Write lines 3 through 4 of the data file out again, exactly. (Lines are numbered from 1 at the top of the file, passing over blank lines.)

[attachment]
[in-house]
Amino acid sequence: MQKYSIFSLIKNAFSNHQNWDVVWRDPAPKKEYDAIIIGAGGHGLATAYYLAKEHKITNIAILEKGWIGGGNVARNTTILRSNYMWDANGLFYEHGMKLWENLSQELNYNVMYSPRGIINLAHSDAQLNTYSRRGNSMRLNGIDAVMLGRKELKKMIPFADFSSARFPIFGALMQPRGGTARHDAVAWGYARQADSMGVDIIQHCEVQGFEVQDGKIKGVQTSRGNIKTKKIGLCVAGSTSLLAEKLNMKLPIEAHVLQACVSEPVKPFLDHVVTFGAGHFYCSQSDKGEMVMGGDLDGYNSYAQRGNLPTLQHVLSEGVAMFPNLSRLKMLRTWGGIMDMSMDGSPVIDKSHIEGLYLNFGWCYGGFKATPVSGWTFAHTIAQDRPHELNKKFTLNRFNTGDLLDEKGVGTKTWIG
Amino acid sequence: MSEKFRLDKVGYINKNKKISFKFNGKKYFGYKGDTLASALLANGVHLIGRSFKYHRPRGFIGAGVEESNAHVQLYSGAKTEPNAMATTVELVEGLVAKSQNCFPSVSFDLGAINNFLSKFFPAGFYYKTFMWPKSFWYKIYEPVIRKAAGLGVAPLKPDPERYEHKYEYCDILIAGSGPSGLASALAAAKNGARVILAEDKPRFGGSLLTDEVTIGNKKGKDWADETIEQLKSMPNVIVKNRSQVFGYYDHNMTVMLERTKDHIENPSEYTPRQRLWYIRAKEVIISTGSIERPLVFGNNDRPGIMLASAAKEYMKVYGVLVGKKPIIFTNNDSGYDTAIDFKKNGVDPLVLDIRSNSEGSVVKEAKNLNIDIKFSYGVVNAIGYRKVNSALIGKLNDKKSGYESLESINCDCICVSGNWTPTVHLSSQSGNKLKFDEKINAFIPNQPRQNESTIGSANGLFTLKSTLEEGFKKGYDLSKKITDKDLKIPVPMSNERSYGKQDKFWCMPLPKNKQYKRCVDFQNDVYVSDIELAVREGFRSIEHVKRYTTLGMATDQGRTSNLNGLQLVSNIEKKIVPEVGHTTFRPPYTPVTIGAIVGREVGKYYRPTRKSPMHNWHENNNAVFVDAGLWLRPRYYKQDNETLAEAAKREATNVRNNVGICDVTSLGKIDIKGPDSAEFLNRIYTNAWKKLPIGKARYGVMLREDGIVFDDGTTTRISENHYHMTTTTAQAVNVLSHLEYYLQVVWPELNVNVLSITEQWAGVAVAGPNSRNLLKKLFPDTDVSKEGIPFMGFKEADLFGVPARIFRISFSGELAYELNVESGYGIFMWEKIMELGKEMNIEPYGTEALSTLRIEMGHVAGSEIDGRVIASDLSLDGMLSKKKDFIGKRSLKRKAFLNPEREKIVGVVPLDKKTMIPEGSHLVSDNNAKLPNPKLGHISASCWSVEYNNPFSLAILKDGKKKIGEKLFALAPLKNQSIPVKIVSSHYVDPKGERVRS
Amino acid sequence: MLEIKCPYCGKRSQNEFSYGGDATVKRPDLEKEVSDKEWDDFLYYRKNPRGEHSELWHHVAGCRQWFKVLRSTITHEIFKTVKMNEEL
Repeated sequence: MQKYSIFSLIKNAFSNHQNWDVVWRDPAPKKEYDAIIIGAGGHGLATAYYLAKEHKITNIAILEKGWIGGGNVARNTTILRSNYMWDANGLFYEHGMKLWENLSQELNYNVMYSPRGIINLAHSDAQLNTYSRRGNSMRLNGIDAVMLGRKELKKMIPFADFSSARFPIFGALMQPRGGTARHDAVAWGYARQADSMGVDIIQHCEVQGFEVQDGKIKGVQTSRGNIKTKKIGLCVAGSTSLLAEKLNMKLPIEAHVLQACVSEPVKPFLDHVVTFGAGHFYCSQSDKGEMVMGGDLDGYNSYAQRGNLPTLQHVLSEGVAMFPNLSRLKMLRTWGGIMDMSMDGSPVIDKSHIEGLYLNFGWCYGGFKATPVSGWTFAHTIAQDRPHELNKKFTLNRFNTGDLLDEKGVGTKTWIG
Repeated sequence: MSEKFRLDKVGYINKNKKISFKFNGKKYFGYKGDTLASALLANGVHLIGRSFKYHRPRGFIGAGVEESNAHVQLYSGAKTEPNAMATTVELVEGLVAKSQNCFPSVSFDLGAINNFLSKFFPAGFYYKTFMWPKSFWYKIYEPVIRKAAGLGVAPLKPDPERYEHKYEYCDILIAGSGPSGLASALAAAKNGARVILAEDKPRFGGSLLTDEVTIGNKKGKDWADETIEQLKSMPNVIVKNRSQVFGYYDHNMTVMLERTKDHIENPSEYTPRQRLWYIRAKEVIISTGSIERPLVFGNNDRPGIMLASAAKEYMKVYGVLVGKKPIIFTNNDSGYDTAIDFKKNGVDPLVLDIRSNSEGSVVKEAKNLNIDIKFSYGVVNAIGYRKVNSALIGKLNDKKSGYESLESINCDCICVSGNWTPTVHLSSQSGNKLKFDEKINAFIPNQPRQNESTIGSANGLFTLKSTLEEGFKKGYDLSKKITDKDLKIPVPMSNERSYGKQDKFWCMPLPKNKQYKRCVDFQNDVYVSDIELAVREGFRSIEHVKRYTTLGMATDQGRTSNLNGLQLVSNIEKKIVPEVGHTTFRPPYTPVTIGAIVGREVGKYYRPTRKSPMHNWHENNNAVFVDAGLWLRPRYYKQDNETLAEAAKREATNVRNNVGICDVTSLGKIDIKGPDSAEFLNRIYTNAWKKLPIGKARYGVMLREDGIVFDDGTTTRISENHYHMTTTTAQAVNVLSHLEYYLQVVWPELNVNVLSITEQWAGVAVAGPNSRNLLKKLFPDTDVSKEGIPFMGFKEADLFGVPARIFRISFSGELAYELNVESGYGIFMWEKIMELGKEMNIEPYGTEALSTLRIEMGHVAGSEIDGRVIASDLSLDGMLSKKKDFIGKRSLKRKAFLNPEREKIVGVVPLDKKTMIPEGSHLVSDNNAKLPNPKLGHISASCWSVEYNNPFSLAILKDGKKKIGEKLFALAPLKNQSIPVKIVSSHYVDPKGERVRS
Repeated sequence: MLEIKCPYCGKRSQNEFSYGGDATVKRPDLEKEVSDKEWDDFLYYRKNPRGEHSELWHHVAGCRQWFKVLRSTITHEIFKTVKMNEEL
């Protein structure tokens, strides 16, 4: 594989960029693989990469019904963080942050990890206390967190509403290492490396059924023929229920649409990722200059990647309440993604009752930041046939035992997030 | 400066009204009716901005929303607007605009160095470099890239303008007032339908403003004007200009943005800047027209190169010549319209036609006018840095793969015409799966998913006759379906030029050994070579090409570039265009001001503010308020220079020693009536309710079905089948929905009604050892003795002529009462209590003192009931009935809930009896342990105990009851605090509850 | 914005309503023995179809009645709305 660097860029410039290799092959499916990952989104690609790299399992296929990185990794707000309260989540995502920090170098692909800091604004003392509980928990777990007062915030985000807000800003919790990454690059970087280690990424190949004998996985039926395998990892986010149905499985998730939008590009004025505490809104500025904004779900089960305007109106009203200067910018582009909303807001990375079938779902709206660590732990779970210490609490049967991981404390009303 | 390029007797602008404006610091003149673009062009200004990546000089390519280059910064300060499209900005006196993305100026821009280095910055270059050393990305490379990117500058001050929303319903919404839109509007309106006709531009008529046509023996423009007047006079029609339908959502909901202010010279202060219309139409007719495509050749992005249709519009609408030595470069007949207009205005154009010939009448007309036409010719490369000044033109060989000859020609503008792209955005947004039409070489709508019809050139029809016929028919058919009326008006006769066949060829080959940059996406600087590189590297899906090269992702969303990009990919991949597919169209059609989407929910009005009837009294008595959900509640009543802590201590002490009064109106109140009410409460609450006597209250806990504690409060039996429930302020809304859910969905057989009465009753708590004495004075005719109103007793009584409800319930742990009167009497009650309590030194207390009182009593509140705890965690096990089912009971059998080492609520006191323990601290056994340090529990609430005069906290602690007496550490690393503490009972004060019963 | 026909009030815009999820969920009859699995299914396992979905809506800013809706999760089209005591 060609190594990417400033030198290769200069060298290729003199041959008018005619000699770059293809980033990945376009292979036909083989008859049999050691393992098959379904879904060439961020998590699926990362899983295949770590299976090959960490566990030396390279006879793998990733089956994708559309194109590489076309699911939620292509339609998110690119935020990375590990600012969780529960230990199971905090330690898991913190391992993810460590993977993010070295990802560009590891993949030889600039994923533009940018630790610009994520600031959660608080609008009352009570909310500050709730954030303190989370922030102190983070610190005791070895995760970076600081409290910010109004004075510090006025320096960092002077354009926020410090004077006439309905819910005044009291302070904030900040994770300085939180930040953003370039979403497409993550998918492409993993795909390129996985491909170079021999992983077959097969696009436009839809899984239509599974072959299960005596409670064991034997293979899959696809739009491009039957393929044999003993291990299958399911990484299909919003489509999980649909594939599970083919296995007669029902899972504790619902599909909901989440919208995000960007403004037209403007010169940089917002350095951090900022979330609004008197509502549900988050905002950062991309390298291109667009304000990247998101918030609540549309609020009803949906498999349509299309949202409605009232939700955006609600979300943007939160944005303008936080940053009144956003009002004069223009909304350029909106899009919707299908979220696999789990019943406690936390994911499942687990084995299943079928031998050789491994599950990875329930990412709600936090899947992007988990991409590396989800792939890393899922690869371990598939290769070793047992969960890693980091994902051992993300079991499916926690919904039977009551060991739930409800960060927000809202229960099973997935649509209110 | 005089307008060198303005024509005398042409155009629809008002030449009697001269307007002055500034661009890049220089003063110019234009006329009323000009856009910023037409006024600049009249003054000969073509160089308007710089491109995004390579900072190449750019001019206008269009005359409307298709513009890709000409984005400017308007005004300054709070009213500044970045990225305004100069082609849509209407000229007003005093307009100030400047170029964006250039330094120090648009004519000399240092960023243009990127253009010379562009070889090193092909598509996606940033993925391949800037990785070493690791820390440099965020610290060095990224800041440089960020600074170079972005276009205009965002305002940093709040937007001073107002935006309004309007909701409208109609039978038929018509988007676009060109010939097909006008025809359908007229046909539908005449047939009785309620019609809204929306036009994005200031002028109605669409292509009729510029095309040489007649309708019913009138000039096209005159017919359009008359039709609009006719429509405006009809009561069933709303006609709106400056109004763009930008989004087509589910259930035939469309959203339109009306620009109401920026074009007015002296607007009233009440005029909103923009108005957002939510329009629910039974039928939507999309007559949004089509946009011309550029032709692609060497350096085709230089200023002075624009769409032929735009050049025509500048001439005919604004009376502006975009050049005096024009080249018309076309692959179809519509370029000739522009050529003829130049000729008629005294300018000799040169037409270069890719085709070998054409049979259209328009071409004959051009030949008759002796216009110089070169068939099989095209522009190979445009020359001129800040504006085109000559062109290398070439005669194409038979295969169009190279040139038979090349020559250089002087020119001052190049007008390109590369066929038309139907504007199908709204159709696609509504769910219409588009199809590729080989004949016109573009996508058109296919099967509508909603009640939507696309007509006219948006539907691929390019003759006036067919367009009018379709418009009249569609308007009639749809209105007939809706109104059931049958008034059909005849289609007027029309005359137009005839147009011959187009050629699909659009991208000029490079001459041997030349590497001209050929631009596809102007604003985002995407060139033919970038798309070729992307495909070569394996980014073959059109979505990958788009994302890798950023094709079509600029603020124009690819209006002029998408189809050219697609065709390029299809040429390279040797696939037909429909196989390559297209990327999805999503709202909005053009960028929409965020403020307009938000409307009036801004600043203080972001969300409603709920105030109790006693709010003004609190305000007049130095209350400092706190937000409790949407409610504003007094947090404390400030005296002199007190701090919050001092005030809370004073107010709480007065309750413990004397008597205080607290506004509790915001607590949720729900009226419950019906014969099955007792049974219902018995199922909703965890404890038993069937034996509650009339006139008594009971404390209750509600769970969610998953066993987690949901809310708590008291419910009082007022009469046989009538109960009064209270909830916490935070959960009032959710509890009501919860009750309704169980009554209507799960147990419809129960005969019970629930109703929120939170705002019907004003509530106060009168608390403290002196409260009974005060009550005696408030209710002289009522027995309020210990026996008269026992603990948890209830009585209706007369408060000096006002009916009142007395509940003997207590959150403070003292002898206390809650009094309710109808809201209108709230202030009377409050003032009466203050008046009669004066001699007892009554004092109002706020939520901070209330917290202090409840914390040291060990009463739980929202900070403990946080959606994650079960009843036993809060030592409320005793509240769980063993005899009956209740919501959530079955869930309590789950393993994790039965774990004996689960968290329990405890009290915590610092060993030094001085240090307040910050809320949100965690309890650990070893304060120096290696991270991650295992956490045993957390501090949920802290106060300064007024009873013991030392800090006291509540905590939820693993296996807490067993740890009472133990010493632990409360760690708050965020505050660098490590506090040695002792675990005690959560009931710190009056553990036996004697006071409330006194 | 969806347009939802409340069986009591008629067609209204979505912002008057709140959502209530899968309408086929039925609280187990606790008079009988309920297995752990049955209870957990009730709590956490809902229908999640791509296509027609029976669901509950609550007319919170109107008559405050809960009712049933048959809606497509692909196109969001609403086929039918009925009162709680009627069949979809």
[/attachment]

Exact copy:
Amino acid sequence: MSEKFRLDKVGYINKNKKISFKFNGKKYFGYKGDTLASALLANGVHLIGRSFKYHRPRGFIGAGVEESNAHVQLYSGAKTEPNAMATTVELVEGLVAKSQNCFPSVSFDLGAINNFLSKFFPAGFYYKTFMWPKSFWYKIYEPVIRKAAGLGVAPLKPDPERYEHKYEYCDILIAGSGPSGLASALAAAKNGARVILAEDKPRFGGSLLTDEVTIGNKKGKDWADETIEQLKSMPNVIVKNRSQVFGYYDHNMTVMLERTKDHIENPSEYTPRQRLWYIRAKEVIISTGSIERPLVFGNNDRPGIMLASAAKEYMKVYGVLVGKKPIIFTNNDSGYDTAIDFKKNGVDPLVLDIRSNSEGSVVKEAKNLNIDIKFSYGVVNAIGYRKVNSALIGKLNDKKSGYESLESINCDCICVSGNWTPTVHLSSQSGNKLKFDEKINAFIPNQPRQNESTIGSANGLFTLKSTLEEGFKKGYDLSKKITDKDLKIPVPMSNERSYGKQDKFWCMPLPKNKQYKRCVDFQNDVYVSDIELAVREGFRSIEHVKRYTTLGMATDQGRTSNLNGLQLVSNIEKKIVPEVGHTTFRPPYTPVTIGAIVGREVGKYYRPTRKSPMHNWHENNNAVFVDAGLWLRPRYYKQDNETLAEAAKREATNVRNNVGICDVTSLGKIDIKGPDSAEFLNRIYTNAWKKLPIGKARYGVMLREDGIVFDDGTTTRISENHYHMTTTTAQAVNVLSHLEYYLQVVWPELNVNVLSITEQWAGVAVAGPNSRNLLKKLFPDTDVSKEGIPFMGFKEADLFGVPARIFRISFSGELAYELNVESGYGIFMWEKIMELGKEMNIEPYGTEALSTLRIEMGHVAGSEIDGRVIASDLSLDGMLSKKKDFIGKRSLKRKAFLNPEREKIVGVVPLDKKTMIPEGSHLVSDNNAKLPNPKLGHISASCWSVEYNNPFSLAILKDGKKKIGEKLFALAPLKNQSIPVKIVSSHYVDPKGERVRS
Amino acid sequence: MLEIKCPYCGKRSQNEFSYGGDATVKRPDLEKEVSDKEWDDFLYYRKNPRGEHSELWHHVAGCRQWFKVLRSTITHEIFKTVKMNEEL